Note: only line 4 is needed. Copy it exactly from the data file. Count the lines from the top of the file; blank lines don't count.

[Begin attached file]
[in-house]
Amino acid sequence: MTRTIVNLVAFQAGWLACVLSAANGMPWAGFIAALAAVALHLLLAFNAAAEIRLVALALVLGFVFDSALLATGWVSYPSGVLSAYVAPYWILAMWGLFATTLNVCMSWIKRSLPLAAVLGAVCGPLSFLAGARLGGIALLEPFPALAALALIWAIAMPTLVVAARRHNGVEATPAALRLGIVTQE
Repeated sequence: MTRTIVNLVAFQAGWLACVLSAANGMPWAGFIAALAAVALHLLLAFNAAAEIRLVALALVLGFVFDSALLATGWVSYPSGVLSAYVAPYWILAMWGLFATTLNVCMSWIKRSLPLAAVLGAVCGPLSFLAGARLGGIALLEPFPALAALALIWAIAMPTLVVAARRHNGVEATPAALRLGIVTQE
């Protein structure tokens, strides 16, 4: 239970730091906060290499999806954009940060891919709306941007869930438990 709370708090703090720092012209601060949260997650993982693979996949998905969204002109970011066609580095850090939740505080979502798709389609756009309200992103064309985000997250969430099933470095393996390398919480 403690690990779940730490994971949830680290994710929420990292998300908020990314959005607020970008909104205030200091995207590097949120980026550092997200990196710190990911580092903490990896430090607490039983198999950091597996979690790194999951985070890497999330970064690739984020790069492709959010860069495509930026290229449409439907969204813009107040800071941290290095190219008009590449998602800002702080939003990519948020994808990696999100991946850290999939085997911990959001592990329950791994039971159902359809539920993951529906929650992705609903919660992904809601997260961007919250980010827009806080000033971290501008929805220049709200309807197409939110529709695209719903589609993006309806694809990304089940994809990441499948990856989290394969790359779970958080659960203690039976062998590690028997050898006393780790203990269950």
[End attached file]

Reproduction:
């Protein structure tokens, strides 16, 4: 239970730091906060290499999806954009940060891919709306941007869930438990 709370708090703090720092012209601060949260997650993982693979996949998905969204002109970011066609580095850090939740505080979502798709389609756009309200992103064309985000997250969430099933470095393996390398919480 403690690990779940730490994971949830680290994710929420990292998300908020990314959005607020970008909104205030200091995207590097949120980026550092997200990196710190990911580092903490990896430090607490039983198999950091597996979690790194999951985070890497999330970064690739984020790069492709959010860069495509930026290229449409439907969204813009107040800071941290290095190219008009590449998602800002702080939003990519948020994808990696999100991946850290999939085997911990959001592990329950791994039971159902359809539920993951529906929650992705609903919660992904809601997260961007919250980010827009806080000033971290501008929805220049709200309807197409939110529709695209719903589609993006309806694809990304089940994809990441499948990856989290394969790359779970958080659960203690039976062998590690028997050898006393780790203990269950």